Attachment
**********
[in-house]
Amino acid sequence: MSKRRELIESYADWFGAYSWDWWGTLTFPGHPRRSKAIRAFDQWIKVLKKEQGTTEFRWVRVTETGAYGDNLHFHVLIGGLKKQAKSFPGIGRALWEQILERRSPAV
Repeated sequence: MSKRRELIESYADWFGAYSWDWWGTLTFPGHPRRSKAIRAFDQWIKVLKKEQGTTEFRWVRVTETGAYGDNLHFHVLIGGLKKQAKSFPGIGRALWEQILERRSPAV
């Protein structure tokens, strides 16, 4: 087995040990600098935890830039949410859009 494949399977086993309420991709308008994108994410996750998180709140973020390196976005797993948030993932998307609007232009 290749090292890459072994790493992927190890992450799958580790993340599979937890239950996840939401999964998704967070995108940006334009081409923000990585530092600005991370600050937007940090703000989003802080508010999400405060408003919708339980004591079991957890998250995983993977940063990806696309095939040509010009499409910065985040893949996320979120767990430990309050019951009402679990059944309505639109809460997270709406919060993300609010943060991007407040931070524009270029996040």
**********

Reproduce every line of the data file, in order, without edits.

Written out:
[in-house]
Amino acid sequence: MSKRRELIESYADWFGAYSWDWWGTLTFPGHPRRSKAIRAFDQWIKVLKKEQGTTEFRWVRVTETGAYGDNLHFHVLIGGLKKQAKSFPGIGRALWEQILERRSPAV
Repeated sequence: MSKRRELIESYADWFGAYSWDWWGTLTFPGHPRRSKAIRAFDQWIKVLKKEQGTTEFRWVRVTETGAYGDNLHFHVLIGGLKKQAKSFPGIGRALWEQILERRSPAV
């Protein structure tokens, strides 16, 4: 087995040990600098935890830039949410859009 494949399977086993309420991709308008994108994410996750998180709140973020390196976005797993948030993932998307609007232009 290749090292890459072994790493992927190890992450799958580790993340599979937890239950996840939401999964998704967070995108940006334009081409923000990585530092600005991370600050937007940090703000989003802080508010999400405060408003919708339980004591079991957890998250995983993977940063990806696309095939040509010009499409910065985040893949996320979120767990430990309050019951009402679990059944309505639109809460997270709406919060993300609010943060991007407040931070524009270029996040």